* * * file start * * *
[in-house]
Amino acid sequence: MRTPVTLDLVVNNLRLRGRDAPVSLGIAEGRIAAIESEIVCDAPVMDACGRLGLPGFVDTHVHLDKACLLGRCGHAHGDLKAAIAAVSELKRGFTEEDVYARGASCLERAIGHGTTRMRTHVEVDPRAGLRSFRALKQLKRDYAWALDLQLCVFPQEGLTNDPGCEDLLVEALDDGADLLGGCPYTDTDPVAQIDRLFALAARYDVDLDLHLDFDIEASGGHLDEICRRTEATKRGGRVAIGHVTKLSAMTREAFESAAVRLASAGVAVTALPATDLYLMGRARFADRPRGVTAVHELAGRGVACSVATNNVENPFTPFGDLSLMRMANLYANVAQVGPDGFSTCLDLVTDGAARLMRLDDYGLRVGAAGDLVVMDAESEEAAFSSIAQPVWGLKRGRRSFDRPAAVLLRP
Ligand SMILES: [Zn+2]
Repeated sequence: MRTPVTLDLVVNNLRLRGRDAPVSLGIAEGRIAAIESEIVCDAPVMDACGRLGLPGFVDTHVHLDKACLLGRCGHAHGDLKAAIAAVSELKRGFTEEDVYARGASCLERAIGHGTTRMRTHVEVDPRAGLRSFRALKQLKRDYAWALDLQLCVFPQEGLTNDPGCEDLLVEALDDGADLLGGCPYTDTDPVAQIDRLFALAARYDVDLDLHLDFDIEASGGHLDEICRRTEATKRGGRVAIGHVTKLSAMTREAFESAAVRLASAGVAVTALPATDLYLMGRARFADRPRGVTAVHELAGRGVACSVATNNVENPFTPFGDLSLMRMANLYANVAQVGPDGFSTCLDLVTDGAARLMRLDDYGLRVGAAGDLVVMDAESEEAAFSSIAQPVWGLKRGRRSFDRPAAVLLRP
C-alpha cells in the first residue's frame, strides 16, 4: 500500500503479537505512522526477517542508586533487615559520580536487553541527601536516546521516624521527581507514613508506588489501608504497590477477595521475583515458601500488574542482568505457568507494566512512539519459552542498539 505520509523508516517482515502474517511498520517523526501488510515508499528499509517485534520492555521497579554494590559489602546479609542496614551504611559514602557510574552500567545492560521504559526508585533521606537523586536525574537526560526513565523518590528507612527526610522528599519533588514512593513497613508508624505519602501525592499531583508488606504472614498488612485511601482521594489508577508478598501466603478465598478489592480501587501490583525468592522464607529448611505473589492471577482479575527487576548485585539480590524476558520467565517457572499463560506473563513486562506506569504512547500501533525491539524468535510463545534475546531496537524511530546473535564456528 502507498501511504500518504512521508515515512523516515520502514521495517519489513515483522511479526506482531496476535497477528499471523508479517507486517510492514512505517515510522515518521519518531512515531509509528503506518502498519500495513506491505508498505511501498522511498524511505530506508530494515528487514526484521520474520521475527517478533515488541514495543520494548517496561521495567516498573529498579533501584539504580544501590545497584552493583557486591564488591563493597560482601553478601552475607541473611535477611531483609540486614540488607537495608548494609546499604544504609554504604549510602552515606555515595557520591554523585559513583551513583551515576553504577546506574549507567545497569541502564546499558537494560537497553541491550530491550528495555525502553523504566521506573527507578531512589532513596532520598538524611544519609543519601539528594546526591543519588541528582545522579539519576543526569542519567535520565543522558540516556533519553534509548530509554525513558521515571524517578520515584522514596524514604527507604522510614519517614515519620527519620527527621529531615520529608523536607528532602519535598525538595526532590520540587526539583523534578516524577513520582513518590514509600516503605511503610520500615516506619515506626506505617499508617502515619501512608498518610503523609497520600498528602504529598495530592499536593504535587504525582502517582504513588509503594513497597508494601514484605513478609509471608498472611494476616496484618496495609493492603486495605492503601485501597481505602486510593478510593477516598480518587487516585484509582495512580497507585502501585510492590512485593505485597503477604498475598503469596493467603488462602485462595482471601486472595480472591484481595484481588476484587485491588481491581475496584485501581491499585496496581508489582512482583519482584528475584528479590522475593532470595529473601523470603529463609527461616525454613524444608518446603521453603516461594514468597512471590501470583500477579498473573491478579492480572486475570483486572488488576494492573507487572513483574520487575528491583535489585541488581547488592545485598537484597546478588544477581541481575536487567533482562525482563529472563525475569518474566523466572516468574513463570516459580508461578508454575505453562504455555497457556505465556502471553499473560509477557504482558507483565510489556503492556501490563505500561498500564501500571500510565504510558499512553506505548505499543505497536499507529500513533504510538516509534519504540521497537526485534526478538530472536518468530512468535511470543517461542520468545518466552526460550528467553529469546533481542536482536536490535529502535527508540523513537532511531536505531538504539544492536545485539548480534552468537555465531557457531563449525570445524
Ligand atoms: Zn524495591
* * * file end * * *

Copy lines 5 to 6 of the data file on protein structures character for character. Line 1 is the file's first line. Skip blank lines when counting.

C-alpha cells in the first residue's frame, strides 16, 4: 500500500503479537505512522526477517542508586533487615559520580536487553541527601536516546521516624521527581507514613508506588489501608504497590477477595521475583515458601500488574542482568505457568507494566512512539519459552542498539 505520509523508516517482515502474517511498520517523526501488510515508499528499509517485534520492555521497579554494590559489602546479609542496614551504611559514602557510574552500567545492560521504559526508585533521606537523586536525574537526560526513565523518590528507612527526610522528599519533588514512593513497613508508624505519602501525592499531583508488606504472614498488612485511601482521594489508577508478598501466603478465598478489592480501587501490583525468592522464607529448611505473589492471577482479575527487576548485585539480590524476558520467565517457572499463560506473563513486562506506569504512547500501533525491539524468535510463545534475546531496537524511530546473535564456528 502507498501511504500518504512521508515515512523516515520502514521495517519489513515483522511479526506482531496476535497477528499471523508479517507486517510492514512505517515510522515518521519518531512515531509509528503506518502498519500495513506491505508498505511501498522511498524511505530506508530494515528487514526484521520474520521475527517478533515488541514495543520494548517496561521495567516498573529498579533501584539504580544501590545497584552493583557486591564488591563493597560482601553478601552475607541473611535477611531483609540486614540488607537495608548494609546499604544504609554504604549510602552515606555515595557520591554523585559513583551513583551515576553504577546506574549507567545497569541502564546499558537494560537497553541491550530491550528495555525502553523504566521506573527507578531512589532513596532520598538524611544519609543519601539528594546526591543519588541528582545522579539519576543526569542519567535520565543522558540516556533519553534509548530509554525513558521515571524517578520515584522514596524514604527507604522510614519517614515519620527519620527527621529531615520529608523536607528532602519535598525538595526532590520540587526539583523534578516524577513520582513518590514509600516503605511503610520500615516506619515506626506505617499508617502515619501512608498518610503523609497520600498528602504529598495530592499536593504535587504525582502517582504513588509503594513497597508494601514484605513478609509471608498472611494476616496484618496495609493492603486495605492503601485501597481505602486510593478510593477516598480518587487516585484509582495512580497507585502501585510492590512485593505485597503477604498475598503469596493467603488462602485462595482471601486472595480472591484481595484481588476484587485491588481491581475496584485501581491499585496496581508489582512482583519482584528475584528479590522475593532470595529473601523470603529463609527461616525454613524444608518446603521453603516461594514468597512471590501470583500477579498473573491478579492480572486475570483486572488488576494492573507487572513483574520487575528491583535489585541488581547488592545485598537484597546478588544477581541481575536487567533482562525482563529472563525475569518474566523466572516468574513463570516459580508461578508454575505453562504455555497457556505465556502471553499473560509477557504482558507483565510489556503492556501490563505500561498500564501500571500510565504510558499512553506505548505499543505497536499507529500513533504510538516509534519504540521497537526485534526478538530472536518468530512468535511470543517461542520468545518466552526460550528467553529469546533481542536482536536490535529502535527508540523513537532511531536505531538504539544492536545485539548480534552468537555465531557457531563449525570445524
Ligand atoms: Zn524495591